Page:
The veteran Southwest Side Democrat told reporters he supports a cigarette tax hike for Medicaid. But House Republicans "to date" have opposed the idea, Madigan said.
"I don't think it'll pass," he said.
The comments came after Democratic Gov. Pat Quinn last week proposed increasing the state's 98-cents-per-pack cigarette tax by $1. It's part of the governor's plan to get spending under control for the state's nearly $15 billion Medicaid program. Quinn has suggested $1.4 billion in coverage cuts, $675 million in reductions to hospitals and doctors, and $675 million generated from the cigarette tax increase.
House Republicans have been hesitant to support a cigarette tax increase, instead urging Quinn to make good on his initial call for $2.7 billion in spending cuts to Medicaid. Republican Rep. Patti Bellock of Hinsdale, who worked on a Medicaid cut panel, said she does not support the hike and does not see "a lot of support" among House Republicans.
The Senate has passed cigarette tax increases twice in recent years, only to see the proposals stall in the House, where some Democrats joined Republicans in opposition.
Democrats who control the General Assembly face potential backlash from voters for increasing the personal income tax rate 67 percent last year. In turn, GOP lawmakers largely have staked out opposition to tax hikes, and they have called for more cuts in the Medicaid program before increasing any taxes.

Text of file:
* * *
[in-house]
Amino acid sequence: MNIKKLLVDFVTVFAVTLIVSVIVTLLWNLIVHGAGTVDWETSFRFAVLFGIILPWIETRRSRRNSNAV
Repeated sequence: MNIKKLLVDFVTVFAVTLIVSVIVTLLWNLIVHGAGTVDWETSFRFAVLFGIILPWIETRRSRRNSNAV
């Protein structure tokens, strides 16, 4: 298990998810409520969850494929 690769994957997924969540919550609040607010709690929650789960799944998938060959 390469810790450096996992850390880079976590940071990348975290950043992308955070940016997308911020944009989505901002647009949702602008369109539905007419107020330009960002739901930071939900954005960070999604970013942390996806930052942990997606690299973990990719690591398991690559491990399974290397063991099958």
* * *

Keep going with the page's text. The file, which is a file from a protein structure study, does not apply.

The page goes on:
Quinn spokeswoman Brooke Anderson called the governor's cigarette tax hike a responsible way to stave off the collapse of the state's Medicaid program. Anderson said failing to straighten out the program would be "disastrous."
•Also Wednesday, a House committee approved a measure to prevent judges from awarding court supervision to speeders caught driving more than 25 mph over the limit on an urban road or 30 mph over on a highway. The legislation is the outgrowth of an Orland Park crash last year that killed a 17-year-old Frankfort girl. Police said a 21-year-old man who had kept his driving privileges despite a history of traffic citations was driving at least 36 mph over the speed limit when he slammed into a Jeep in which the victim was a passenger.
•Two proposed constitutional amendments advanced. The Senate sent a crime victims proposal to the House. Madigan's proposal to require a three-fifths vote to increase pension benefits moved to the full Senate. Democrats are seeking to put both before voters in November, and Republicans question why they can't get a vote on their proposal to ask voters to make it harder to increase taxes.
Tribune reporter Ashley Rueff contributed.